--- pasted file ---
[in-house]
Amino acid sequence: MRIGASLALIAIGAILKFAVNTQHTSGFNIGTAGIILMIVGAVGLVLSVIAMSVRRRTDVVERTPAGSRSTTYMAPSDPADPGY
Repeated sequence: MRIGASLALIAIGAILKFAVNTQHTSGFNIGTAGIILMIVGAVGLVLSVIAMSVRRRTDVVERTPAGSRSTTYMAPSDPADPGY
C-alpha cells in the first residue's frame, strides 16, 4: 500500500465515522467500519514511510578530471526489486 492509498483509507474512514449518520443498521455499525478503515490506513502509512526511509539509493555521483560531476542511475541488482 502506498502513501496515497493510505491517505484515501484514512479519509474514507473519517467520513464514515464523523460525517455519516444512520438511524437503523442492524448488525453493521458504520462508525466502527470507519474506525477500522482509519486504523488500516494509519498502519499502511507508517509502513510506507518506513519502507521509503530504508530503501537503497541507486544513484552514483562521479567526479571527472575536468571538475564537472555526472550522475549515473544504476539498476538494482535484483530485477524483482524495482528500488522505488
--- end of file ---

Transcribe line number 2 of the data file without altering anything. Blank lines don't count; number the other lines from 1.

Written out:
Amino acid sequence: MRIGASLALIAIGAILKFAVNTQHTSGFNIGTAGIILMIVGAVGLVLSVIAMSVRRRTDVVERTPAGSRSTTYMAPSDPADPGY